Thursday, September 28, 2006

CEO Salaries, Tax & Australian Values

There has been much criticism of Telstra CEO, Sol Trujillo's, bonus of $2.6 million. This gave him a total "package" of $8.71 million.

$2.6 million bonus represents a bonus rate of almost exactly 30% of salary, leave and superannuation. mmm ... most "ordinary Australians" would be willing to accept that every year. An ethical company would decide what amount of money should be given as a bonus, and share it among ALL its employees.

Criticism has centred on what "performance criteria" the bonus was paid. Among the justifications was that Mr Trujillo devised and is executing a business plan. Excuse me! - isn't that his job?? Others, including some in the government, have questioned whether a bonus should have been paid when the share price has dropped considerably and the company lost more than $45 million in value EVERY DAY.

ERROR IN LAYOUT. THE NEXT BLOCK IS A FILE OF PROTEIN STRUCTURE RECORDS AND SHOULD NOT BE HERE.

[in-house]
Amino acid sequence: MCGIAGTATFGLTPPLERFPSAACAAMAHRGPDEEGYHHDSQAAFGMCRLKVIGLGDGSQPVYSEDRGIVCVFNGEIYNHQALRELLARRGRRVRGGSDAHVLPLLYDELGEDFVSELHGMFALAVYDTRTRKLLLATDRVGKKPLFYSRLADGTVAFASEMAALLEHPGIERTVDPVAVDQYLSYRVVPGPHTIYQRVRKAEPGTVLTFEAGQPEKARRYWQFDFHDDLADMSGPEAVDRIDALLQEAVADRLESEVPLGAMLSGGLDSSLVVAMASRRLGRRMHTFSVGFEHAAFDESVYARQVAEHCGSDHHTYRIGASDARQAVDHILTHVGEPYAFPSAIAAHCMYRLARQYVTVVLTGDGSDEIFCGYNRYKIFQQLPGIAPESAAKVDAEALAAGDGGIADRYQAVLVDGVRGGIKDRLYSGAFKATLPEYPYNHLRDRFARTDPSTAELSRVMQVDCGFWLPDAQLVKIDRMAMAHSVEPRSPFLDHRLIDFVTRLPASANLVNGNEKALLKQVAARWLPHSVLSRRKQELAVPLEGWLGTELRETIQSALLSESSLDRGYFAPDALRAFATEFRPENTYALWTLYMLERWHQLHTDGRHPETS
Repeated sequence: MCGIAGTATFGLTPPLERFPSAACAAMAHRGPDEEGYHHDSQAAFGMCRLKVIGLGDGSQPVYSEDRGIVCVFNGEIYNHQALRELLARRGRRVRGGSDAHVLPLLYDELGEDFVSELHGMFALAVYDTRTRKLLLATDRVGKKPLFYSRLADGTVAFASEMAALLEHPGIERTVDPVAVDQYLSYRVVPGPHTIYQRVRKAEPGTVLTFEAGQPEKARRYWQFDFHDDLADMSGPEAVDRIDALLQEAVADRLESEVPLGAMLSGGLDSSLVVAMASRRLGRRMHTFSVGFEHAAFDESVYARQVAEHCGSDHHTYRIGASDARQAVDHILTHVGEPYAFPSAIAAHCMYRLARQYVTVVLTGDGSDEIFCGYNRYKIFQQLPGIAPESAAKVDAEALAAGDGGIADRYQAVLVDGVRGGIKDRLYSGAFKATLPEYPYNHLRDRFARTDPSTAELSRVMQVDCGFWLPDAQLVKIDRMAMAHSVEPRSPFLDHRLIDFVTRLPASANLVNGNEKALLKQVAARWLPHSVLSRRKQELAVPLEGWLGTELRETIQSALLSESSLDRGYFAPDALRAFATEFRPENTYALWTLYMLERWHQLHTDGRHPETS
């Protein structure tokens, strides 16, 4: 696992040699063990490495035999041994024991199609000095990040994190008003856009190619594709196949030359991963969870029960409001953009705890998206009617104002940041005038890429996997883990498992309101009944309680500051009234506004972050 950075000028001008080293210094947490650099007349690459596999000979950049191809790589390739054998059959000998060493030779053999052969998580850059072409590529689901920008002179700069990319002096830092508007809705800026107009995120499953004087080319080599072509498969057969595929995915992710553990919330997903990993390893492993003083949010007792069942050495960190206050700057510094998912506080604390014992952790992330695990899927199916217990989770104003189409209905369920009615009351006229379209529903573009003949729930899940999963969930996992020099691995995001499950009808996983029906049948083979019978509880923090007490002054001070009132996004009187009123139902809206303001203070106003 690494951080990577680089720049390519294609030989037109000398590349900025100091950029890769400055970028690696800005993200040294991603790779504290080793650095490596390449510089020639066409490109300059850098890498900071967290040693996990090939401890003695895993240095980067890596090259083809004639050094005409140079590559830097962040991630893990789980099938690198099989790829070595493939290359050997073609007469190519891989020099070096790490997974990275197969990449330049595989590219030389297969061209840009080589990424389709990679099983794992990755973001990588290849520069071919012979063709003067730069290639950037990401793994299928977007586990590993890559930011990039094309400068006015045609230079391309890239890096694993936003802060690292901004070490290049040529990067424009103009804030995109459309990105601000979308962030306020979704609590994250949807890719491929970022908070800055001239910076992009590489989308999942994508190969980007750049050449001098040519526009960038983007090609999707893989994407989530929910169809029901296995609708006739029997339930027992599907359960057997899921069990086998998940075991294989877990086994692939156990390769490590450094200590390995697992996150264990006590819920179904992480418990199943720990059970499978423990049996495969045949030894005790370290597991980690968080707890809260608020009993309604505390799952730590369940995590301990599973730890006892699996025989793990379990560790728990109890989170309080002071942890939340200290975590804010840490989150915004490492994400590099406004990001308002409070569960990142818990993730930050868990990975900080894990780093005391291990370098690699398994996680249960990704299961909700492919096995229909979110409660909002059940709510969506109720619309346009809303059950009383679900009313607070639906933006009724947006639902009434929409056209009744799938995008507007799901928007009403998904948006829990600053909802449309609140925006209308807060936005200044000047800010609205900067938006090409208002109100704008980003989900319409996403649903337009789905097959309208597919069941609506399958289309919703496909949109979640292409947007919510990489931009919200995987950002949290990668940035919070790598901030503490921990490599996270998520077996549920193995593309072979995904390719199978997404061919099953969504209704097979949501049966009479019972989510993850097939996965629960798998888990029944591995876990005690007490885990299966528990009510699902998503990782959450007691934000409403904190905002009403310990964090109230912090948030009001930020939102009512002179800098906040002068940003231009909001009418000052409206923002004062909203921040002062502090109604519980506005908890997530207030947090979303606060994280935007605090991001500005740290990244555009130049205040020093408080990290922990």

But what about other CEOs? Many are foreign, coming from the USA, NZ, Scotland & other parts of Britain. The Federal Government generously gives them tax breaks - like no capital gains on shares, for example. So, the savvy CEO takes a sizeable chunk of the package as shares, later sells them, and pays NO TAX on them.

The Federal Government does this while it talks agues forcefully that people who come to Australia should obey Australian law and adopt Australian values (not clearly defined, but a nice term, which appeals to the electorate as we get closer to an election).

I respectfully suggest that foreign CEOs should pay Australian taxes, under Australian law, in keeping with their commitment to "Australian values". John Howard and Peter Costello need to fix this, by amending the tax law to remove the tax lurks given to foreign CEOs that are not given to John Howards "ordinary Australians".

The Analyst